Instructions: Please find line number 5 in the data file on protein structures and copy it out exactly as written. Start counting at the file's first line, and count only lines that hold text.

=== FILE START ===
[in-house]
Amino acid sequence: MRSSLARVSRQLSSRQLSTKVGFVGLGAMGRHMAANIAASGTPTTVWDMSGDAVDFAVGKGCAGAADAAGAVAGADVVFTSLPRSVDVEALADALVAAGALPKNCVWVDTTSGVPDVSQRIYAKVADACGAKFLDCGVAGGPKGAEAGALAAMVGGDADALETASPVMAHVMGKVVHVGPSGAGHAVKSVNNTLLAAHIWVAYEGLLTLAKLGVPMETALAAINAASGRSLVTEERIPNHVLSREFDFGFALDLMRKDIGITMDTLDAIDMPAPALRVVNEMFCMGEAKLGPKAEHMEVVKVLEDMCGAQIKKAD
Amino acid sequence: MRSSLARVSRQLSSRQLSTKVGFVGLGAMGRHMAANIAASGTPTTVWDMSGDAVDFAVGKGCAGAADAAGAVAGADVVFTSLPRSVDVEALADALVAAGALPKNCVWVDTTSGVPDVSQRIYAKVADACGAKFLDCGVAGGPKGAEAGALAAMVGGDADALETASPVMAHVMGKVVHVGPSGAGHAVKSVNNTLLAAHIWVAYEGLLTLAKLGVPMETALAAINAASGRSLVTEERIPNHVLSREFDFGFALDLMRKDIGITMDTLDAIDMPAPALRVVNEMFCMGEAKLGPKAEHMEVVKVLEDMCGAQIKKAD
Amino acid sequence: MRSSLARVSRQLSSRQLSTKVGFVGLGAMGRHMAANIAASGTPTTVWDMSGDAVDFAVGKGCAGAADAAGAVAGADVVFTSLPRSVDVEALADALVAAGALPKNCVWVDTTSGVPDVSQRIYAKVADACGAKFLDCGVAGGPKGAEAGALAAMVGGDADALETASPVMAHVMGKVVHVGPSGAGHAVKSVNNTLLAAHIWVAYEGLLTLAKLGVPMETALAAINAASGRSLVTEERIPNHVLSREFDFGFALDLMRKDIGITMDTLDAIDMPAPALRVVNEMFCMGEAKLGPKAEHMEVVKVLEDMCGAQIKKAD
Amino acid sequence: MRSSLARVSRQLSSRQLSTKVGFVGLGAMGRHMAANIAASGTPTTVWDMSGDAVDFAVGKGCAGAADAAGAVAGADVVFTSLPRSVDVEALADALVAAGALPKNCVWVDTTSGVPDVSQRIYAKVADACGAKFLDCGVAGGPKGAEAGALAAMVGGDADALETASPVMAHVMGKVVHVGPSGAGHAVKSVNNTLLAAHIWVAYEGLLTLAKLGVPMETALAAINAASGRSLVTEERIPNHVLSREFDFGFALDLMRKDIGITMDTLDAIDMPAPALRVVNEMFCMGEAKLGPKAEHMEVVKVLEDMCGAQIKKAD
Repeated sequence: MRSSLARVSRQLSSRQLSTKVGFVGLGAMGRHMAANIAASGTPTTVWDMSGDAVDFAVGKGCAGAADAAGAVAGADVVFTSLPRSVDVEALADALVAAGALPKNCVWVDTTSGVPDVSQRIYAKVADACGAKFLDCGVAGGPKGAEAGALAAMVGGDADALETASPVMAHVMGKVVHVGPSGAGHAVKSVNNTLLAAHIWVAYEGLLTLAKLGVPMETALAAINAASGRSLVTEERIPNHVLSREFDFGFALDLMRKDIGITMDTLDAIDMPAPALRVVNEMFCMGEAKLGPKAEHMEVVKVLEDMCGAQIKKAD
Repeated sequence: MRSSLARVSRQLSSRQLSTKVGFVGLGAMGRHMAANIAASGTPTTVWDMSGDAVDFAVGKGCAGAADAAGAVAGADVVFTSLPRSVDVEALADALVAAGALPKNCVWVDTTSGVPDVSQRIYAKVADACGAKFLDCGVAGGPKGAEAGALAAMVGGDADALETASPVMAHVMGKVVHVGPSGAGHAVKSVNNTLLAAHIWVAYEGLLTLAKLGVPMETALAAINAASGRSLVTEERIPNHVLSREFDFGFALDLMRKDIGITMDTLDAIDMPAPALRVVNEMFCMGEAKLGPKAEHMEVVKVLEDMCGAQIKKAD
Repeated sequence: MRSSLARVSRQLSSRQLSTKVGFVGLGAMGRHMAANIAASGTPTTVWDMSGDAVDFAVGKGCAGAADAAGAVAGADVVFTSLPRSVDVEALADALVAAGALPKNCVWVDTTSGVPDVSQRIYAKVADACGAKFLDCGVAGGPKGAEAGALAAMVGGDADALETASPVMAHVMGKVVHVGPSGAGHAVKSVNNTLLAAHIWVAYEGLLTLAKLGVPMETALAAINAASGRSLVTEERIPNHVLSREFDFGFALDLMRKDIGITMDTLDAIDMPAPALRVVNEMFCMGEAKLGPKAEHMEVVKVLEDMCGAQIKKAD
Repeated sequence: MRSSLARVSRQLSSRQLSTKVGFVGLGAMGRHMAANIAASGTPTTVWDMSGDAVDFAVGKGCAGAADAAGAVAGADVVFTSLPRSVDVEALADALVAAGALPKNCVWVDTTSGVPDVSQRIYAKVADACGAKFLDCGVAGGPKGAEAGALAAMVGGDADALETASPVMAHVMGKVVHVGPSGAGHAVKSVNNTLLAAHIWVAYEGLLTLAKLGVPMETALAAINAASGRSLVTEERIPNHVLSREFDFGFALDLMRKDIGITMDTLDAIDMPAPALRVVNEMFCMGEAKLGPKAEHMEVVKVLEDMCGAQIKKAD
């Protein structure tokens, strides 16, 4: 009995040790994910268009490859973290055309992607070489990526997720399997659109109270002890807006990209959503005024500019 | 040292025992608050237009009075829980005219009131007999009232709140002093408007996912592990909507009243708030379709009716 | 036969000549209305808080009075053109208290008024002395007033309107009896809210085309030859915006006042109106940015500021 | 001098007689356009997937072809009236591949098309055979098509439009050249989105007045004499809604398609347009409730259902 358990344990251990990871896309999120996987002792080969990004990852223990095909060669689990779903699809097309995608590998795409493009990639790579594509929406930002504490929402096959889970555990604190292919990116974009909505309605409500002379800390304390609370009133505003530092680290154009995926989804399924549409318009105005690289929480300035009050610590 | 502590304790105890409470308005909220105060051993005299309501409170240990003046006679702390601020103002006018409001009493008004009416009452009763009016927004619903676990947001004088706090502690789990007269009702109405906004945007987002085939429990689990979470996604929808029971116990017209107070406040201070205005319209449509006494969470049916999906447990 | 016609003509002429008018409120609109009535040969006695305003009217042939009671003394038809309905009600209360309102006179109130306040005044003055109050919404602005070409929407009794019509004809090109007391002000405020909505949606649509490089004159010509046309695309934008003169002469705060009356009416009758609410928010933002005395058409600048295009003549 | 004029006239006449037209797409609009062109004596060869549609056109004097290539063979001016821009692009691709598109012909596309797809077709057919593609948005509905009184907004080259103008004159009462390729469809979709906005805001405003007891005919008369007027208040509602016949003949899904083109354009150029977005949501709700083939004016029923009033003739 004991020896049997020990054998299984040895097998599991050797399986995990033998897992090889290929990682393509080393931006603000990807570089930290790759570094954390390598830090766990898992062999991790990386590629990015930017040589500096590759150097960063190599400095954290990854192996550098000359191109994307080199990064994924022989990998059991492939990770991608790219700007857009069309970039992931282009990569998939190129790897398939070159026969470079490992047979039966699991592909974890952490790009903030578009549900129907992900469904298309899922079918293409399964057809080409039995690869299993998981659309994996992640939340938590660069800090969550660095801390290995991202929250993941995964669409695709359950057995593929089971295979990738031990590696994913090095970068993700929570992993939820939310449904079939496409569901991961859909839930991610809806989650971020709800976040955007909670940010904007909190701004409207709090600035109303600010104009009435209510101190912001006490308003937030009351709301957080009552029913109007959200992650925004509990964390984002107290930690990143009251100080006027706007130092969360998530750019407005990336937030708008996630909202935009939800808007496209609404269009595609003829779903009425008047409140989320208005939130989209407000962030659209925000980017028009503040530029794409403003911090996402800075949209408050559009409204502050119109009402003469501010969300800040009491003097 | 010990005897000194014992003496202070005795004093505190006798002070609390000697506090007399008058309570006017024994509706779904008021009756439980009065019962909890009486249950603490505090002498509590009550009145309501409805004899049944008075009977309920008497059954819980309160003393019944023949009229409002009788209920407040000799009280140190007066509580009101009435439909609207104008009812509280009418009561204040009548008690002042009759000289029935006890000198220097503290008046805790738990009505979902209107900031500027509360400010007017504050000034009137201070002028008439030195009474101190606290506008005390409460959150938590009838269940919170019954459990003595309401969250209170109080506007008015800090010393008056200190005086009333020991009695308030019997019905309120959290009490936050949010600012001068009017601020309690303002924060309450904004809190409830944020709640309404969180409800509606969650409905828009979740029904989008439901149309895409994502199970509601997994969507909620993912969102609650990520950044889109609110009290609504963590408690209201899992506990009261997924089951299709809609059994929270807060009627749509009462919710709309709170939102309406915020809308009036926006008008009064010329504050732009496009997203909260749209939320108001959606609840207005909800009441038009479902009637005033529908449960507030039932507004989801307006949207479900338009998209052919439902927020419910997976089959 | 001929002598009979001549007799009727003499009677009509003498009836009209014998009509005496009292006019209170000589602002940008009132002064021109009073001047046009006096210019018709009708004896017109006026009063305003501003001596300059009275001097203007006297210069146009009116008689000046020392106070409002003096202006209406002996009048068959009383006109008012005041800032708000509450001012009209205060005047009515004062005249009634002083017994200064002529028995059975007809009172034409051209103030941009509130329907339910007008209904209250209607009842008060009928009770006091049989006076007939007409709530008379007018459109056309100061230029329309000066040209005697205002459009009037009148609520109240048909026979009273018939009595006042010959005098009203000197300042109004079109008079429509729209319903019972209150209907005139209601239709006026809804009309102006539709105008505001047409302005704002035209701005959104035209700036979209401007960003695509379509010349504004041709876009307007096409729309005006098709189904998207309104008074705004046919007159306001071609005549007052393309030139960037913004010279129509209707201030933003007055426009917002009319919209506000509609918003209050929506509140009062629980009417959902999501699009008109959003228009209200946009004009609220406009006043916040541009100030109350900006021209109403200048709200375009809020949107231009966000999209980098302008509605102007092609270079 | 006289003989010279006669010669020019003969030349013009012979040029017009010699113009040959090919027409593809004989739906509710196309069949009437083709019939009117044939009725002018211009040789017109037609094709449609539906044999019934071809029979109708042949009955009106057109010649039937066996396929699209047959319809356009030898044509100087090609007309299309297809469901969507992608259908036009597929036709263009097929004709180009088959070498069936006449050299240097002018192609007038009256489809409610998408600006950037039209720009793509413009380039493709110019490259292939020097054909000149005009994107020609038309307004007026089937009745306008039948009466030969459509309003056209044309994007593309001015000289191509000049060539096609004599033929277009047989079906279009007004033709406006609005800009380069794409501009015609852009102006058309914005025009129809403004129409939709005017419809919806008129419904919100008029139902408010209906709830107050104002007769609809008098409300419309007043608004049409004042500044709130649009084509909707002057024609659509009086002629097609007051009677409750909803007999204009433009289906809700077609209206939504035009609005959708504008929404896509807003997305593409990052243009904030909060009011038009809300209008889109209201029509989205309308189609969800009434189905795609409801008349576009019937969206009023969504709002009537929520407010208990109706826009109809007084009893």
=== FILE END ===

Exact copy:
Amino acid sequence: MRSSLARVSRQLSSRQLSTKVGFVGLGAMGRHMAANIAASGTPTTVWDMSGDAVDFAVGKGCAGAADAAGAVAGADVVFTSLPRSVDVEALADALVAAGALPKNCVWVDTTSGVPDVSQRIYAKVADACGAKFLDCGVAGGPKGAEAGALAAMVGGDADALETASPVMAHVMGKVVHVGPSGAGHAVKSVNNTLLAAHIWVAYEGLLTLAKLGVPMETALAAINAASGRSLVTEERIPNHVLSREFDFGFALDLMRKDIGITMDTLDAIDMPAPALRVVNEMFCMGEAKLGPKAEHMEVVKVLEDMCGAQIKKAD